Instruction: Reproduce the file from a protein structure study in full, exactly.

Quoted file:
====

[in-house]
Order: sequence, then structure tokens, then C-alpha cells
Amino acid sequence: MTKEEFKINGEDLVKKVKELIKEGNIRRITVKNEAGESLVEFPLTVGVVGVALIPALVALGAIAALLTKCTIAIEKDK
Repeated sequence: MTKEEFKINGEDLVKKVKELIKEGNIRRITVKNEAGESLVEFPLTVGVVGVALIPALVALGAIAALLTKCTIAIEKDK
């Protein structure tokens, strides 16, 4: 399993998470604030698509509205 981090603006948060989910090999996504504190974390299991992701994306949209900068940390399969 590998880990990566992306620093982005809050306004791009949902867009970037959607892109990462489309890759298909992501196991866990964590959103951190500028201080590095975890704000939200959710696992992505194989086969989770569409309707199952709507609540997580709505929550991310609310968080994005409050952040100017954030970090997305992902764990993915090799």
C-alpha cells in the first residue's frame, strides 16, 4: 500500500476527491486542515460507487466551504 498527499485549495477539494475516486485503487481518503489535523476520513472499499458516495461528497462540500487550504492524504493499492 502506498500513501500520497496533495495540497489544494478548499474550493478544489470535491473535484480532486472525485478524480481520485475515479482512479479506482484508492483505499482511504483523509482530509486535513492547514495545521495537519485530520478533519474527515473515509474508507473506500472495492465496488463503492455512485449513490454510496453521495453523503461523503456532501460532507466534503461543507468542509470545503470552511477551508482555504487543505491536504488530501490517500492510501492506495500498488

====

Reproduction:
[in-house]
Order: sequence, then structure tokens, then C-alpha cells
Amino acid sequence: MTKEEFKINGEDLVKKVKELIKEGNIRRITVKNEAGESLVEFPLTVGVVGVALIPALVALGAIAALLTKCTIAIEKDK
Repeated sequence: MTKEEFKINGEDLVKKVKELIKEGNIRRITVKNEAGESLVEFPLTVGVVGVALIPALVALGAIAALLTKCTIAIEKDK
């Protein structure tokens, strides 16, 4: 399993998470604030698509509205 981090603006948060989910090999996504504190974390299991992701994306949209900068940390399969 590998880990990566992306620093982005809050306004791009949902867009970037959607892109990462489309890759298909992501196991866990964590959103951190500028201080590095975890704000939200959710696992992505194989086969989770569409309707199952709507609540997580709505929550991310609310968080994005409050952040100017954030970090997305992902764990993915090799």
C-alpha cells in the first residue's frame, strides 16, 4: 500500500476527491486542515460507487466551504 498527499485549495477539494475516486485503487481518503489535523476520513472499499458516495461528497462540500487550504492524504493499492 502506498500513501500520497496533495495540497489544494478548499474550493478544489470535491473535484480532486472525485478524480481520485475515479482512479479506482484508492483505499482511504483523509482530509486535513492547514495545521495537519485530520478533519474527515473515509474508507473506500472495492465496488463503492455512485449513490454510496453521495453523503461523503456532501460532507466534503461543507468542509470545503470552511477551508482555504487543505491536504488530501490517500492510501492506495500498488